Chemical engineering as it is known today — in which theoretical models are used to design and maintain processes — bears only a slight resemblance to the nascent field. In its beginnings, chemical engineering involved the dissection of chemical processes into unit processes and unit operations using mostly empirical methods. Material and energy balances soon entered the scene in the late 1920s, followed by the introduction of transport phenomena.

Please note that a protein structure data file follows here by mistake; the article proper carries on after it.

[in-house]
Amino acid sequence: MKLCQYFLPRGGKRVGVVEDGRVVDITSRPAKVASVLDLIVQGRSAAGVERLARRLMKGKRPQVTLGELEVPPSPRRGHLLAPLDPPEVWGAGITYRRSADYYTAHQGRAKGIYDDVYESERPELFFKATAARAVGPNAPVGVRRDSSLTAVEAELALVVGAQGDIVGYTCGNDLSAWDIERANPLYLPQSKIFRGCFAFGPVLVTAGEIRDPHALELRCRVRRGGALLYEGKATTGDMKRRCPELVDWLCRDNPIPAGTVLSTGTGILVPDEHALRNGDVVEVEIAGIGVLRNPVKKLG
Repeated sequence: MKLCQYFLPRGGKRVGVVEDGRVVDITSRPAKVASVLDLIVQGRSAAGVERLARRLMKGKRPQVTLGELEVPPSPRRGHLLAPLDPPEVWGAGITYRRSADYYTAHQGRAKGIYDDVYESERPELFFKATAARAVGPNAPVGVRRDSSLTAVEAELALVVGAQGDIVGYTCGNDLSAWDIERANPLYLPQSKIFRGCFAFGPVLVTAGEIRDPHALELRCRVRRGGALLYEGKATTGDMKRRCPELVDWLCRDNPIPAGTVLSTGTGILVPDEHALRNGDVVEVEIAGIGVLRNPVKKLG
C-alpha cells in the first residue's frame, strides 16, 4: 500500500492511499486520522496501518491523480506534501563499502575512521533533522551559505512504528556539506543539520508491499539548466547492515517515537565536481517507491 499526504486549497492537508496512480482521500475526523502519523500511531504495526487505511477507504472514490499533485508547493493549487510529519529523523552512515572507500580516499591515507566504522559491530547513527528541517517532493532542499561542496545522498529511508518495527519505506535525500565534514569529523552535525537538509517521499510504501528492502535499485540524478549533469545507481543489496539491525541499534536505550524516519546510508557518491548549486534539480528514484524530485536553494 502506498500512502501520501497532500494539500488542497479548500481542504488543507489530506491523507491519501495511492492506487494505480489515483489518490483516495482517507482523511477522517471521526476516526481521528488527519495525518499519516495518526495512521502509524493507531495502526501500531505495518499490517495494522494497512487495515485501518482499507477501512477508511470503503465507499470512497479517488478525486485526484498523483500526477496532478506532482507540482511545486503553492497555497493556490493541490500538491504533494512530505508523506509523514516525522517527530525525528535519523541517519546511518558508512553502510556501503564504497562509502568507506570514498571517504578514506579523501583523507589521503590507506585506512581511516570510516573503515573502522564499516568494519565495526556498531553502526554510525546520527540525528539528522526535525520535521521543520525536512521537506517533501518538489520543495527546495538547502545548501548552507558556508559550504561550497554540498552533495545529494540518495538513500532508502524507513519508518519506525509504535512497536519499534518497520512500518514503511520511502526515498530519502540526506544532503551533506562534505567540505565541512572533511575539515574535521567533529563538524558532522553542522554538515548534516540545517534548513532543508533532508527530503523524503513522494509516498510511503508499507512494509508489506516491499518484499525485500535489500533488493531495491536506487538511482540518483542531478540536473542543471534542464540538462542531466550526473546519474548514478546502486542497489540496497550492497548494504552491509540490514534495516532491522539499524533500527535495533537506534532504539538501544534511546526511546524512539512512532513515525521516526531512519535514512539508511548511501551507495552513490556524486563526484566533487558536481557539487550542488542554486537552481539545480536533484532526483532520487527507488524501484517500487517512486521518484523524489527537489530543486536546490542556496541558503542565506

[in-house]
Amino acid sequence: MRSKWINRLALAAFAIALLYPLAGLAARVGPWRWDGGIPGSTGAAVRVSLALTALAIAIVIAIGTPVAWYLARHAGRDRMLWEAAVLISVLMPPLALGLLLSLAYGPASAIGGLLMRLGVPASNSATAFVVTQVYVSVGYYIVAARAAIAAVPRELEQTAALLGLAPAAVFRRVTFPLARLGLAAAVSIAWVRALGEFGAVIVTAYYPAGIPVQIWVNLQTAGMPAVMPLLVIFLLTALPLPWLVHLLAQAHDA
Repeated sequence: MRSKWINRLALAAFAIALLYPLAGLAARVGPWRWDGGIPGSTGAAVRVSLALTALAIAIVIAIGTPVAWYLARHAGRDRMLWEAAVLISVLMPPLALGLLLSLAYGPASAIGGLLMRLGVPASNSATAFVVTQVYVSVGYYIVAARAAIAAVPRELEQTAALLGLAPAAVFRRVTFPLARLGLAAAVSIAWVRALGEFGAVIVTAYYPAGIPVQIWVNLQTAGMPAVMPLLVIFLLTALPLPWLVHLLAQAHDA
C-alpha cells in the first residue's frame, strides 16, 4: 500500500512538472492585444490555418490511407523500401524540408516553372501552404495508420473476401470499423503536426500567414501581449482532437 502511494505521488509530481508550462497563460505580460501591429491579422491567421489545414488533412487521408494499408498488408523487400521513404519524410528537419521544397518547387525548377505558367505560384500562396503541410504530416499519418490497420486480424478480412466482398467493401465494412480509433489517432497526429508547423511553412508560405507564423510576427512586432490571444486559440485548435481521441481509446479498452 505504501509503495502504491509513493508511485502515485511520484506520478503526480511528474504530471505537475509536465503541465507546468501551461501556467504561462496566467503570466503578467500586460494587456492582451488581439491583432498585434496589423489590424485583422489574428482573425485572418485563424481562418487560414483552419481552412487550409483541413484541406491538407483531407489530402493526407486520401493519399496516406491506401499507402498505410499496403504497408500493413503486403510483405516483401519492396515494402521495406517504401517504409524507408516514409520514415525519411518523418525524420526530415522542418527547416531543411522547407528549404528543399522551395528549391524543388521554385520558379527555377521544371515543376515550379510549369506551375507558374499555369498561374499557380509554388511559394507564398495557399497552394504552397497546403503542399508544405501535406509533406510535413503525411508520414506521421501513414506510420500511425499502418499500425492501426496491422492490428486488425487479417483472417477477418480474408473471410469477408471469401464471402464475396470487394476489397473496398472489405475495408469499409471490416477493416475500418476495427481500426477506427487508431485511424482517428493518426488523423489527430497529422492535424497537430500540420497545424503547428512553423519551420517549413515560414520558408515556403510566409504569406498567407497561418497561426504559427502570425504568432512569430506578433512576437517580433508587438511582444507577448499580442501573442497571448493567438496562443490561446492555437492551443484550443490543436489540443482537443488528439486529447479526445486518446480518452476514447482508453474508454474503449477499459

While many scientists and engineers contributed to the evolution of chemical engineering, one man in particular stands out. Neal Russell Amundson, who became a full professor of chemical engineering at the Univ. of Minnesota at the age of 35, can be credited for the proliferation of scientific content within the chemical engineering field and profession.
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